The Railroad District, Canyon Road, Santa Fe Opera

Climbing up and down ladders to get in and out of cave dwellings takes a toll on your gluteus maximum muscles.
I was hobbling around in pain all day today.
In the morning, we went to the farmers’ market in the Railroad district. That was not your northeast market, for sure. Nothing plastic, everything looked perfectly edible! This was the closest to a European farmers’ market I had seen in this country.
The Railroad district is a fledgling gallery district. We went up and down Guadelupe Street and saw some amazing art and cool antiques. We ate lunch at Zia’s Diner – not your average diner, with comfort food prepared by a top chef. My meatloaf was succulent and yummy, and even though the 23 year old waitress reprimanded me for not finishing all my vegetables, I was allowed to have dessert – a hot out of the oven cinnamon bun to die for.
This district is on its way but hasn’t yet arrived. What has arrived is Canyon Road, where you can get an art overload. We walked for over 3 hours and didn’t even finish one side of the street. I must say, I have never seen such a concentration of art galleries in any other city. It’s simply mind-boggling!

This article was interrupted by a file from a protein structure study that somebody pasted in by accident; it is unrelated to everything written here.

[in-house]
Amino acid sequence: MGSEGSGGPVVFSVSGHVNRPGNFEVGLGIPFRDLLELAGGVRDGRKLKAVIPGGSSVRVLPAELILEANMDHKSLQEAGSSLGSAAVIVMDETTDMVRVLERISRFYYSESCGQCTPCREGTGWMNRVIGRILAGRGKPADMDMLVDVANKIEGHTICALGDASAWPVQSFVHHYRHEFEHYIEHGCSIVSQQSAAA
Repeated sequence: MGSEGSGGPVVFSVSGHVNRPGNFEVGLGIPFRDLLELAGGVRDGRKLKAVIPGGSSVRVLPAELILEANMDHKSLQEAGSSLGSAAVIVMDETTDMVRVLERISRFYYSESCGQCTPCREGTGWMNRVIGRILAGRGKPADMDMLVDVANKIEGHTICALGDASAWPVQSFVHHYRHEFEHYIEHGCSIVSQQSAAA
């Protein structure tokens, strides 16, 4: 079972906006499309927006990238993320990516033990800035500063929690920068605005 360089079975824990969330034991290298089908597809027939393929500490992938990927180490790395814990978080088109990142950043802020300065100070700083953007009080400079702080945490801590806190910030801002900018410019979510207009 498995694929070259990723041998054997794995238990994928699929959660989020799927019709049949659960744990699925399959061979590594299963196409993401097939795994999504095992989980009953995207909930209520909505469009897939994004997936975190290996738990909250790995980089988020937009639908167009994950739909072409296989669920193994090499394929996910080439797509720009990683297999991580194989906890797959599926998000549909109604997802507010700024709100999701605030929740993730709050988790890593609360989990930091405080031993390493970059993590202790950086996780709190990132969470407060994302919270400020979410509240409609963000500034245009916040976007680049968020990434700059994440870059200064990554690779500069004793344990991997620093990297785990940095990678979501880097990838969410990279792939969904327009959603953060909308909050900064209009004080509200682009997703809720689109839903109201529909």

Canyon Road is an art gallery in itself. Most galleries set up sculpture gardens in their front or backyards. Anybody can sit on benches in these sculpture gardens and take it all in.
Our dinner tonight was at Pasqual’s – one of the most amazing Santa Fe restaurants. But we had to rush off to the opera.
Santa Fe Opera gives performances every July and August and attracts some really big stars. It is outdoors but under a roof, which protects it from the rain but not from the cold dessert night. The setting of the opera house is spectacular, and the preshow tonight was a splendid sunset over the mountains. The play of light and shadows was simply magical! The sky here hovers over the valley as a physical entity, it seems to be made of some solid material. No wonder so many local artists paint it.
The production itself was not bad, but it was no match for the Met. The mezzo and lyrical sopranos were great but the tenor was very weak. Whatever happened to all the Pavarottis and Domingos? And no opera house has the money and resources to mount productions of the Met’s caliber.
Today was for the arts, tomorrow – back to nature.


Leave a Reply

Fill in your details below or click an icon to log in: Logo

You are commenting using your account. Log Out /  Change )

Google+ photo

You are commenting using your Google+ account. Log Out /  Change )

Twitter picture

You are commenting using your Twitter account. Log Out /  Change )

Facebook photo

You are commenting using your Facebook account. Log Out /  Change )


Connecting to %s